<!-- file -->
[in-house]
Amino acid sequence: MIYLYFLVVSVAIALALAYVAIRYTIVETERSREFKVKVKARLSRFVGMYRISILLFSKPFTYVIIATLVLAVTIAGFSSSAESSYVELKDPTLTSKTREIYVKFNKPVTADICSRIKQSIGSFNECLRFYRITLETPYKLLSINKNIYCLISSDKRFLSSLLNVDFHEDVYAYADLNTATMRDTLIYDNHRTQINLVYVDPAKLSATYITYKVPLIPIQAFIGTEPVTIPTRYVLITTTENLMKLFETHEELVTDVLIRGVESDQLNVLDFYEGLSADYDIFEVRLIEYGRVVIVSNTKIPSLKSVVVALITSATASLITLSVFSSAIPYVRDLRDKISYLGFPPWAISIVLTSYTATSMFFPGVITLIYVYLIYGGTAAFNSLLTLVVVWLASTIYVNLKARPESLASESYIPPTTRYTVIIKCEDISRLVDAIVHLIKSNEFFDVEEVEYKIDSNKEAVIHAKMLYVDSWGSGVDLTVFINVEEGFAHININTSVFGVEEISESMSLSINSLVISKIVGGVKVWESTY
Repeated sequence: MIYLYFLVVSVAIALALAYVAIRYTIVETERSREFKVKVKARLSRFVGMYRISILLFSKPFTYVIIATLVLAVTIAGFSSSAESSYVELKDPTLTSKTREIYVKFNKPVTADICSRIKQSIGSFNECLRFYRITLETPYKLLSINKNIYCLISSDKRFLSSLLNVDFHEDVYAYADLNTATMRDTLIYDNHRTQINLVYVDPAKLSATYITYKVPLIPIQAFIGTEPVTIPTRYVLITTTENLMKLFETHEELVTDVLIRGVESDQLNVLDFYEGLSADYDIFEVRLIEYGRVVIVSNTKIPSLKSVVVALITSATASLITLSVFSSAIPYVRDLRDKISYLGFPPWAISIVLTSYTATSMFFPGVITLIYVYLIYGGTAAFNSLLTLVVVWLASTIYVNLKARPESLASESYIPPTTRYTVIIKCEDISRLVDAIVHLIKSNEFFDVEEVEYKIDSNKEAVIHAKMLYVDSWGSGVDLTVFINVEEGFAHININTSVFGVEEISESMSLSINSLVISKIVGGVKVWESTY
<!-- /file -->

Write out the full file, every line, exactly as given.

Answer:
[in-house]
Amino acid sequence: MIYLYFLVVSVAIALALAYVAIRYTIVETERSREFKVKVKARLSRFVGMYRISILLFSKPFTYVIIATLVLAVTIAGFSSSAESSYVELKDPTLTSKTREIYVKFNKPVTADICSRIKQSIGSFNECLRFYRITLETPYKLLSINKNIYCLISSDKRFLSSLLNVDFHEDVYAYADLNTATMRDTLIYDNHRTQINLVYVDPAKLSATYITYKVPLIPIQAFIGTEPVTIPTRYVLITTTENLMKLFETHEELVTDVLIRGVESDQLNVLDFYEGLSADYDIFEVRLIEYGRVVIVSNTKIPSLKSVVVALITSATASLITLSVFSSAIPYVRDLRDKISYLGFPPWAISIVLTSYTATSMFFPGVITLIYVYLIYGGTAAFNSLLTLVVVWLASTIYVNLKARPESLASESYIPPTTRYTVIIKCEDISRLVDAIVHLIKSNEFFDVEEVEYKIDSNKEAVIHAKMLYVDSWGSGVDLTVFINVEEGFAHININTSVFGVEEISESMSLSINSLVISKIVGGVKVWESTY
Repeated sequence: MIYLYFLVVSVAIALALAYVAIRYTIVETERSREFKVKVKARLSRFVGMYRISILLFSKPFTYVIIATLVLAVTIAGFSSSAESSYVELKDPTLTSKTREIYVKFNKPVTADICSRIKQSIGSFNECLRFYRITLETPYKLLSINKNIYCLISSDKRFLSSLLNVDFHEDVYAYADLNTATMRDTLIYDNHRTQINLVYVDPAKLSATYITYKVPLIPIQAFIGTEPVTIPTRYVLITTTENLMKLFETHEELVTDVLIRGVESDQLNVLDFYEGLSADYDIFEVRLIEYGRVVIVSNTKIPSLKSVVVALITSATASLITLSVFSSAIPYVRDLRDKISYLGFPPWAISIVLTSYTATSMFFPGVITLIYVYLIYGGTAAFNSLLTLVVVWLASTIYVNLKARPESLASESYIPPTTRYTVIIKCEDISRLVDAIVHLIKSNEFFDVEEVEYKIDSNKEAVIHAKMLYVDSWGSGVDLTVFINVEEGFAHININTSVFGVEEISESMSLSINSLVISKIVGGVKVWESTY